Saturday, August 25, 2018

My Hope for the 2018-2019: Failure

"Sweet 16" at St. Ignatius College Prep is underway, as the first day of the 2018-2019 school year commenced on Friday, August 24. 2018. Yes, we start school on a Friday. Yes, people think that's strange. Yes, I love starting on the last day of the work week. Why? that first day of school is pro forma. Though I still get a little nervous (which I think is a good thing), the day largely feels like a ritualized song and dance. Students walk into the classroom bright eyed and bushy tailed, wondering where they will sit and which one of their friends or trusted classmates are in the same course. I have my talking points, I do what I can to extend a warm and personal welcome and I let them know a little bit about who I am and what we will study. This year, I decided I wanted to leave them with but one hope and expectation for the course: to fail. 
If you are a parent those words should be of major concern. If you are a student, that "F" word is an injustice. Are you an administrator? Yes, I want my job. If you are an educator, you might be wondering if cynicism has eaten my heart and corrupted my soul. However, if you are an athlete—especially a golfer—maybe you have at least a small sense of where I am coming from. Indeed Sports and Spirituality have taught me the power and the good of my hope and expectation for the new school year—a lesson that is articulated best by a young man, in an unlikely setting, and in an unsuccessful place.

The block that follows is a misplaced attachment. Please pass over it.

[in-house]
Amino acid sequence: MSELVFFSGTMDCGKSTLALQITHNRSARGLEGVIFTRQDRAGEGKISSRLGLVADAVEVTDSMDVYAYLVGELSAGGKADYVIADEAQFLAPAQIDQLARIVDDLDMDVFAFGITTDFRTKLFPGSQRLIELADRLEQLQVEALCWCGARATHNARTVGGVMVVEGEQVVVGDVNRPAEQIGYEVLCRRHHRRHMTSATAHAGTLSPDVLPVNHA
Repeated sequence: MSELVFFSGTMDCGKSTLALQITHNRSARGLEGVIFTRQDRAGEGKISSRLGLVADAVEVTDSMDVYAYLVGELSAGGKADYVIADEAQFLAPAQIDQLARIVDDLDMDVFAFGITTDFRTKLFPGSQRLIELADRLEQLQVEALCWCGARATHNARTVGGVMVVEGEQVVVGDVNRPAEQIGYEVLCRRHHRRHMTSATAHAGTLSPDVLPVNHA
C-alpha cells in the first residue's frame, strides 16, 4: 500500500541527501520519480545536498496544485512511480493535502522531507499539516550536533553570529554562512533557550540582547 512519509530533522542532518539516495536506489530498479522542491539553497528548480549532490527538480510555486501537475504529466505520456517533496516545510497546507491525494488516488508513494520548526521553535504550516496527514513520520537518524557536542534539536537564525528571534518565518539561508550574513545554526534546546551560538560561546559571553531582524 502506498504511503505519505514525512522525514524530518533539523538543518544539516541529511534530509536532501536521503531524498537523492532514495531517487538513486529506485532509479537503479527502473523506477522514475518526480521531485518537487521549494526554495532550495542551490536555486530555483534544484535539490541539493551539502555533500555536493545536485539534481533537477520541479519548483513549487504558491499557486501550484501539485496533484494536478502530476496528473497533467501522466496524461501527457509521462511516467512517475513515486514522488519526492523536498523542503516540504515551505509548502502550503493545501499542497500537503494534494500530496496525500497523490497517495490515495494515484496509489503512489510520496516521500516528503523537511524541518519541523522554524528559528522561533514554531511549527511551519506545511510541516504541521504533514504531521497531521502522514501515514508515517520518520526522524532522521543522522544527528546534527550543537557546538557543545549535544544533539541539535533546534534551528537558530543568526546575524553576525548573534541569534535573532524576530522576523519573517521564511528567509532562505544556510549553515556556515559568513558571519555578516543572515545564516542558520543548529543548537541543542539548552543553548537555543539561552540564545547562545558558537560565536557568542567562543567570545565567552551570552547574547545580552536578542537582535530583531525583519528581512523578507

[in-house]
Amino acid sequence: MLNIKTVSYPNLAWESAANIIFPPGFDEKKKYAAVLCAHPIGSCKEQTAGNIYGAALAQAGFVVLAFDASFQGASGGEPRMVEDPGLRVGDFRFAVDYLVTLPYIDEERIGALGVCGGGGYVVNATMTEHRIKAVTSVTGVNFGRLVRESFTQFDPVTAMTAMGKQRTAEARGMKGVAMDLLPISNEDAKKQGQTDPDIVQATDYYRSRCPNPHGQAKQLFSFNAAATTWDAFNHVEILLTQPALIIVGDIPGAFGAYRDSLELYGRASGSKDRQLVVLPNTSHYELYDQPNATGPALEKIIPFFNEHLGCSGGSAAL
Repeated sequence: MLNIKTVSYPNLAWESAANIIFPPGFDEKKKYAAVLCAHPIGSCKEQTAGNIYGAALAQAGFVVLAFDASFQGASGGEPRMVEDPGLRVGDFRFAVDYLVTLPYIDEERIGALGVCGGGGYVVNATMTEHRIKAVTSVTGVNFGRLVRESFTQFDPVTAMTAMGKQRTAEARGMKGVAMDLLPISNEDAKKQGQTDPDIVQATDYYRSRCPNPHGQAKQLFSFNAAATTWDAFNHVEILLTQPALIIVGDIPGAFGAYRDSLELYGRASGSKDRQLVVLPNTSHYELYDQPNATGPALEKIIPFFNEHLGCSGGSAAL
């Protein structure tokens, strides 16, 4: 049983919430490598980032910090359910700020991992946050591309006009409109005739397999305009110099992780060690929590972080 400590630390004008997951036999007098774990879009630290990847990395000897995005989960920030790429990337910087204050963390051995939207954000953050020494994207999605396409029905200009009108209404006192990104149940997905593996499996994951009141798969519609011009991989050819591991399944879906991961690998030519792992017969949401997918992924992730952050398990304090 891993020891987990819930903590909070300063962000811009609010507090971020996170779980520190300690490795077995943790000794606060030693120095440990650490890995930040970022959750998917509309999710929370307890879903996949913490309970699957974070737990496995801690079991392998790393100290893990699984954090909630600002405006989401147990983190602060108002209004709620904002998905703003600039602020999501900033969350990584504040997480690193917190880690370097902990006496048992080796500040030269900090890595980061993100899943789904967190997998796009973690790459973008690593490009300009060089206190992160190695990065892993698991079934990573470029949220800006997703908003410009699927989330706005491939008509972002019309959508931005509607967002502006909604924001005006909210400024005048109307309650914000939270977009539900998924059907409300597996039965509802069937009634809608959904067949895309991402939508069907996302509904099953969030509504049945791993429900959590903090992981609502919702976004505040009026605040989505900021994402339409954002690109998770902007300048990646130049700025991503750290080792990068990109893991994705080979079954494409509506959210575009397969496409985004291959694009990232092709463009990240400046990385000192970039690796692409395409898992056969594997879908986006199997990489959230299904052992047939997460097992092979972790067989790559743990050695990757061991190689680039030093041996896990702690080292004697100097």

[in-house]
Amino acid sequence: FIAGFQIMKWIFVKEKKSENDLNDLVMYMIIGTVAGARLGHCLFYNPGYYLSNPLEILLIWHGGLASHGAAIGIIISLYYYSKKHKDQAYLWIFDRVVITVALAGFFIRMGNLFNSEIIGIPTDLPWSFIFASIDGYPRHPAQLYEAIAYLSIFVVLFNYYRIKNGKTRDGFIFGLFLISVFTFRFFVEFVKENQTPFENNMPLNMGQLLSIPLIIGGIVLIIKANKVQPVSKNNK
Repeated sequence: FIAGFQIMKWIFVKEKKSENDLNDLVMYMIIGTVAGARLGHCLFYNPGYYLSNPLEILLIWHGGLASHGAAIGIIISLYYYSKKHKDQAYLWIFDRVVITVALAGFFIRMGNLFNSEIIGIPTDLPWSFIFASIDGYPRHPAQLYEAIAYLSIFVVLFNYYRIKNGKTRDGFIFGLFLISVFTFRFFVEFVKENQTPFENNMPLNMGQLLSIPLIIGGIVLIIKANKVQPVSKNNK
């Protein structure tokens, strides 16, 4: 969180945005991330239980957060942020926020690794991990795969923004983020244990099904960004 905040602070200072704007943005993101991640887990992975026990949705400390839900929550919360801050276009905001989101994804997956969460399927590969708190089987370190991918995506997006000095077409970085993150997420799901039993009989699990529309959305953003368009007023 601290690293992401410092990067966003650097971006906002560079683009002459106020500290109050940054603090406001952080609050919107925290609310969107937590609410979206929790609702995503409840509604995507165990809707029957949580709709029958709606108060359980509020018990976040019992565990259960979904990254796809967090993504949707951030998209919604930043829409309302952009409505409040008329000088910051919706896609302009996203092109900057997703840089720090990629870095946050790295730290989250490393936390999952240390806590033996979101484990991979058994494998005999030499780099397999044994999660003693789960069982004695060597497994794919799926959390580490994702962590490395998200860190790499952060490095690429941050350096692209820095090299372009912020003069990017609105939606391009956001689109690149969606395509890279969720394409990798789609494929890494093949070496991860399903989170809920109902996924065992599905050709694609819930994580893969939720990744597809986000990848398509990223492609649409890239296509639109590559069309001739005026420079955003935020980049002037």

"Going the Extra Length" produced by CBS Sunday Morning is a story about how we might become successful people. Their website states: 
The swim coach of Seguin High School in Arlington, Texas, says you can't overstate the underachievement of his school's swim team; he measures success by his athletes not getting disqualified. So when Gerald Hodges – a pretty-good athlete who couldn't swim – joined up, it was because he couldn't bear not being good at something. Steve Hartman talked with Hodges about how he was able to measure success in the final lap.
I hope that you will watch this story and live by the words of Gerald this year. 
I hope my students and my golfers learn how to handle NOT being good at something. I hope they find themselves failing and when they do, I want them to work hard, listening to others, ask for help from their teachers, parents, and coaches, and realize what they are made of to improve, get better and grow stronger. Who knows where that can and will take them....

So before the bell rang, I reminded my students of what Steve Hartman said, "Setting yourself up for failure is actually the key to success, especially if you can somehow master your weakness." It's going to be a great year!

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